A few years ago, showrunner, writer and producer David DiGilio was looking for a new project that would help him get back to the creator route in entertainment. Through that search, he happened to come across a book that already had Chris Pratt and director Antoine Fuqua attached to it, and it piqued his interest not just for the compelling story, but more so how author Jack Carr was able to examine the spirit of a warrior and what happens when he comes home from battle.
Carr, a former Navy SEAL and best-selling author, has a few novels, but ‘The Terminal List’ specifically follows James Reece (Pratt,) who survives a mission gone wrong where almost all of his men die. After returning home from deployment with grief, stress and a conflicting memory (according to everyone else), what he has to try and do now is piece together what really happened on that mission, and why there are people out to get him and his family.
“Carr’s incredible look inside a warrior’s ethos—that was the thing that really grabbed me,” DiGilio explains. “He had something going on in Reece’s head and as a psych major, I really gravitate towards psychological thrillers. There was a way to do something a la ‘Jacob’s Ladder’ where you’re talking about war following someone home that I thought was really interesting.”
Carr knows how to produce a convincing story on the page, and one that’s also accurate to military procedures. Walking the walk himself in years of service, and now talking the talk as an author, DiGilio was also drawn into Carr’s story, and the idea that by accurately portraying special operatives on screen could do a lot for the military community and beyond.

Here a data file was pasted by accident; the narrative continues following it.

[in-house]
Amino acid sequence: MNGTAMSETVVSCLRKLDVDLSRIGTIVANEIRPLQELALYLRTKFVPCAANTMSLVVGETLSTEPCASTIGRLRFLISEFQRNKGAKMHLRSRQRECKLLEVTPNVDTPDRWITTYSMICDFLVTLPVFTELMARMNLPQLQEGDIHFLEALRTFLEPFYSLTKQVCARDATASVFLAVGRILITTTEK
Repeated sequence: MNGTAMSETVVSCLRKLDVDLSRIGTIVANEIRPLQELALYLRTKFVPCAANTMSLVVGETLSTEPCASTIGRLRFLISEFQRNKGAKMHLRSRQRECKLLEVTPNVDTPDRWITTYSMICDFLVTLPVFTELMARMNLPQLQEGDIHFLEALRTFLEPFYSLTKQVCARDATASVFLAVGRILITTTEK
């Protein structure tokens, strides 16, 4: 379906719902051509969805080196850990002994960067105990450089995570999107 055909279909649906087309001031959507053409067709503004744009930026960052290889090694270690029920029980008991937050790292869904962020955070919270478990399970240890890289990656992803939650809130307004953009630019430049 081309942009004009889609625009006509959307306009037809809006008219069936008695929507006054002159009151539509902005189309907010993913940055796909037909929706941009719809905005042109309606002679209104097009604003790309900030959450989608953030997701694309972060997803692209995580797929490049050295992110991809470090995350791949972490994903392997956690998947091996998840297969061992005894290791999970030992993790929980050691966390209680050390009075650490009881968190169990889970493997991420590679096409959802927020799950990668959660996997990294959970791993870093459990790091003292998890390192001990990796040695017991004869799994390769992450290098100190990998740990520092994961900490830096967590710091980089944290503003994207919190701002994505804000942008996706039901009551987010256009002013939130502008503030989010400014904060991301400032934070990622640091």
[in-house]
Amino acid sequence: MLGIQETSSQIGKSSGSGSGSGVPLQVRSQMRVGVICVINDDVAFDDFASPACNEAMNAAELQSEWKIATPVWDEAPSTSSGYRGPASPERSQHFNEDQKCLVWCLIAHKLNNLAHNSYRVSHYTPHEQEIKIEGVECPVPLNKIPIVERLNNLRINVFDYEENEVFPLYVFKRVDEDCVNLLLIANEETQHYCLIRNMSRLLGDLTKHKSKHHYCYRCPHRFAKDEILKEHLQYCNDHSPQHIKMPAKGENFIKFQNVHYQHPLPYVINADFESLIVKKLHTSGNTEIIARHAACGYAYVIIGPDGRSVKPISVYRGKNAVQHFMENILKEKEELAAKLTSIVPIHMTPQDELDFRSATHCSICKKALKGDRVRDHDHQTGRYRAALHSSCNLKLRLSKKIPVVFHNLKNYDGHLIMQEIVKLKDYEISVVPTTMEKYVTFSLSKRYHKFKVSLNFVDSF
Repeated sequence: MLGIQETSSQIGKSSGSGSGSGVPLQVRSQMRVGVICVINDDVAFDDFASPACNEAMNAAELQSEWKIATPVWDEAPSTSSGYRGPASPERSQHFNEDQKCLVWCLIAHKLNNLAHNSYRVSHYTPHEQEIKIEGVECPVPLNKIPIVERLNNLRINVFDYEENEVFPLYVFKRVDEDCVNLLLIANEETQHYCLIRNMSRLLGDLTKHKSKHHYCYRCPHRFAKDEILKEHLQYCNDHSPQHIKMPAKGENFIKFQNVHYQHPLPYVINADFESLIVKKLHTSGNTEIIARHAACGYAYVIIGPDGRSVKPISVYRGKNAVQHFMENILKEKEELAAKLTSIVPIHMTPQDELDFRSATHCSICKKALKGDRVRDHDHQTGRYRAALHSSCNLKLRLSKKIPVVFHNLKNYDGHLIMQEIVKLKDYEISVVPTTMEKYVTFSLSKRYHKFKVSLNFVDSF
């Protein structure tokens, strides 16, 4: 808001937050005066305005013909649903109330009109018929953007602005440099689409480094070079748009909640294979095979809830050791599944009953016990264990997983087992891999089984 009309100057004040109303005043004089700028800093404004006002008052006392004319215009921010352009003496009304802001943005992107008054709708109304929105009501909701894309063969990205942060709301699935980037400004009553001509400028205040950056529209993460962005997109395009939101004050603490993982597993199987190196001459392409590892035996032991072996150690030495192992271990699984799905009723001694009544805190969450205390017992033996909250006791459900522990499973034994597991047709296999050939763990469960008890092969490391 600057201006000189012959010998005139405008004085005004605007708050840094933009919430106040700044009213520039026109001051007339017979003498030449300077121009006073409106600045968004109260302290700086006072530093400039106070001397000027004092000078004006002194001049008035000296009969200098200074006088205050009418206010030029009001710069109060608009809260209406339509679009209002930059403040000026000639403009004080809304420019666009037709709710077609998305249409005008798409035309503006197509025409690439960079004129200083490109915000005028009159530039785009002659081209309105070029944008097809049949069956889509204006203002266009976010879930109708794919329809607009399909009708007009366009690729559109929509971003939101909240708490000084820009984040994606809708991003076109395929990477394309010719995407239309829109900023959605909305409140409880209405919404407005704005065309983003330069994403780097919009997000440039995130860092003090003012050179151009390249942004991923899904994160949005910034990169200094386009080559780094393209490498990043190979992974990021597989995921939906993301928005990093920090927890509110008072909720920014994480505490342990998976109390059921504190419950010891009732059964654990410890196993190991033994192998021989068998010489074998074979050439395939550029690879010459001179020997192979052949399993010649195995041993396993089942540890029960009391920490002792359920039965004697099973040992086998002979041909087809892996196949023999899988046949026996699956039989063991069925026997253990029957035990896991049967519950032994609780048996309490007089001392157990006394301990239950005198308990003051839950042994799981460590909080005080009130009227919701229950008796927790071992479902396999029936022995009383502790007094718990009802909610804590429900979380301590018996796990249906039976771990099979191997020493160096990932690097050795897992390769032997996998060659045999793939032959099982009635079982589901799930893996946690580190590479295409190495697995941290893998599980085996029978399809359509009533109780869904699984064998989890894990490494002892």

“We knew if we could put as much focus on [the authenticity] as we did the characters, we would have something really special. It’s what makes Jack’s books really connect with audiences, and it’s the reason the show will as well,” DiGilio continues. “We look at the property and think, if we can do what Jack has done on the page on screen then that’s a way to honor our military veteran community in ways that few do.”
That ideology was also on the mind of Pratt and Fuqua who both have ties to the SEAL community, and also Carr, who DiGilio talked to every single day after signing on with the project. Throughout making ‘The Terminal List,’ the showrunner and cast and crew brought in people who know the ins and outs of military procedure and the reality of many harsh situations—former SEALs themselves.
“One thing that’s really unique to the show, we actually cast a number of military veterans on camera. Including the Alpha Platoon, James Reece’s platoon in this operation gone wrong that kicks off the season,” says DiGilio. That representation both on-screen and off came from former SEAL Jared Shaw, Ray Mendoza and Garrett Golden (who also worked on 2013’s ‘Lone Survivor.’)
DiGilio also recalls the creative decision to nix some of the dialogue specifically in the beginning (an idea brought to him by Pratt and Shaw) to cast actual vets in the role and let their actions speak louder than words.
“[I thought] boom, that’s the show,” he recalls. “The character comes from a place of true experience and authenticity. And so you’ll either have military veterans in roles, or you’ll have actors who are so committed to honoring that tradecraft and that service, that they have trained up to be able to perform this as if they have served themselves.”